|These selections from Jonathan Edwards' early
writings already evince the themes that will form the backbone of his
later, more developed theology and philosophy.
Edwards adopts a form of eighteenth-century
philosophical idealism, a position that holds that material existence is
really a perception of the mind's consciousness of various qualities such
as light, color, motion, and so on. That human beings hold common
conceptions of the universe is because all qualities are upheld by the
consciousness of a divine Mind. Nothing exists without being perceived.
Therefore, rather than saying that there is "something" in
objects that causes us to perceive them in certain (often incorrect) ways,
our perceptions occur within ourselves and are caused by God. We can never
experience anything without perceiving it.
Note the following themes
"Of Being" (1721)
- The human mind cannot contemplate
"nothing" as a positive value.
- Infinite Being (i.e. God) is omnipresent and
necessary, so all space outside, beyond, and before creation is God.
- God's consciousness upholds all aspects of
existence of which we are unaware.
- If one were to contemplate a world without light
or motion, it would have no solidity since things are solid as they
resist space by extending themselves. Motion is necessary for
- The spiritual/mental is more substantial in
existence than the "physical."
- Can you imagine "nothing"? What would
it be like if you tried?
- What does it mean to believe that God upholds the
- Why does Edwards hold that the spiritual is more
real than the physical?
- How would Edwards respond to the quantum theory
Beauty of the World (1725)
- The beauty of the physical world derives from its
"consent" to Being (i.e. God), that is the world mirrors a
higher reality of spiritual harmony and proportion.
- The various aspects of the world belong together
by design; this correspondence mirrors a harmonious mind or soul.
- Some simple beauties are obvious and immediate,
while complex beauties are not so obvious but finally superior as
objects of contemplation.
- Do the various aspects of the world seem like
they "belong together"?
- Does the beauty of the world need to be related
to "higher" spiritual realities? Why or why not?
Images of Divine Things (1728)
- The world mirrors divine truths by God's
- Often the type is a repeated pattern, while the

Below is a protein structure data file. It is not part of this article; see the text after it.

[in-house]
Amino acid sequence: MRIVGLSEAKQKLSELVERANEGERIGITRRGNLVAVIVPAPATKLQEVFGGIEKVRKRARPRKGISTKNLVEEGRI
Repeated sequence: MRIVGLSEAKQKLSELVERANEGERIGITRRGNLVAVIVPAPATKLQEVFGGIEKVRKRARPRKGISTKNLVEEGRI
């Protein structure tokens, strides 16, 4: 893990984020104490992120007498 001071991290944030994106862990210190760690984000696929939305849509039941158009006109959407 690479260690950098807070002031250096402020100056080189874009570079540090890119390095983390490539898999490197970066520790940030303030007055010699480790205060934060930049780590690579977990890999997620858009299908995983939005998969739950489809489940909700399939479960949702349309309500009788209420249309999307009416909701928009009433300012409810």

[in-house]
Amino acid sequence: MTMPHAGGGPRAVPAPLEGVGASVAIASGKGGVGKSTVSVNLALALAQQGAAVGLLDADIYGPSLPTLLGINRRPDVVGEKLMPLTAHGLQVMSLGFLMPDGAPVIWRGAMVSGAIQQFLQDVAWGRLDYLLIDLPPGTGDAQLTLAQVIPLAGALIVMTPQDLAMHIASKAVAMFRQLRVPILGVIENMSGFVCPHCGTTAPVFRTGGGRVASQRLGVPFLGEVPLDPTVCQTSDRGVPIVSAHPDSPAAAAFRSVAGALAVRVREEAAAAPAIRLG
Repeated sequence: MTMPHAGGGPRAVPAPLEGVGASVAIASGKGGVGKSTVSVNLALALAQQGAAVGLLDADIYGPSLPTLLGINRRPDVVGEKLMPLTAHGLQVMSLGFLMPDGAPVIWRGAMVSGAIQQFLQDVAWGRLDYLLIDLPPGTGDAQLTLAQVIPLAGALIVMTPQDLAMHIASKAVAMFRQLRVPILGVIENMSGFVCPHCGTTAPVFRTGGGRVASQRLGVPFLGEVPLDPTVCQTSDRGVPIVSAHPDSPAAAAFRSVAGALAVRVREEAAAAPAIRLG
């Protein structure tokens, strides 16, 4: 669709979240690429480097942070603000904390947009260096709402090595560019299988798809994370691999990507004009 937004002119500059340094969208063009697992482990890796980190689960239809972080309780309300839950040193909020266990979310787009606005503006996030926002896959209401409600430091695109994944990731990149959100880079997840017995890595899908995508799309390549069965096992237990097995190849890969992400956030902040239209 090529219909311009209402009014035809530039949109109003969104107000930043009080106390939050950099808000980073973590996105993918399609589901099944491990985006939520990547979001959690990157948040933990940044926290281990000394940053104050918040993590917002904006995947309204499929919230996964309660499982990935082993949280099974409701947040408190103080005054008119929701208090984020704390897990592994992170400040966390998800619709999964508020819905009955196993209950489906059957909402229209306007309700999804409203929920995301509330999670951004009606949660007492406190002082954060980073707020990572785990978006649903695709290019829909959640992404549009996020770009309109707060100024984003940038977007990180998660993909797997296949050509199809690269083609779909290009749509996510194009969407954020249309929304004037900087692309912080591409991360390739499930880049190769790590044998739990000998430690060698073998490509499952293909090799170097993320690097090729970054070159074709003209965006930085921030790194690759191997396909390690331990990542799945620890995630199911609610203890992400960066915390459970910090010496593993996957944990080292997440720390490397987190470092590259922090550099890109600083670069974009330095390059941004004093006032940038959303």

anti-type (the thing anticipated) is a one time occurrence.
- Therefore, the scriptures interpret nature by
showing us the spiritual mysteries that the world's objects are types
of. (e.g. The sublimity of the world is a type of the sublimity of
God's work in the heavens.)
- Do you find Edwards' belief in material-spiritual
correspondences convincing? Why or why not?
- Which correspondences did you find interesting or
The Mind (1723)
- Why is something excellent? Because it has the
formal qualities of proportion and unity; even complex beauty can have
an overall simple unity.
- All beauty exists in identity of relation or
- Pleasure results from perceiving what agrees with
being. The complex beauty of the world can include or incorporate some
- Self-love is not truly excellent because
excellence needs to consent in relation to another.
- The consent of bodies and the harmony of the
world are types of the mutual love of beings for one another.
- To say that the material world exists only in
perception is not to deny that the material world is real; rather, God
orders the world of perceptions to be perfectly correspondent as if
the material world existed in a more gross manner.
- Can moral action be beautiful? Can
ideas be beautiful?
- How do we know when something is harmonious? How
do we know when we are "consenting to" or in harmony with
Resolutions (1722) & Apostrophe to Sarah Pierpont (c. 1723)
- How would you characterize Edwards' resolutions?
- Which ones do you find interesting or surprising?
- How does the short apostrophe on Pierpoint
illustrate some of Edwards' ideas about beauty and consent?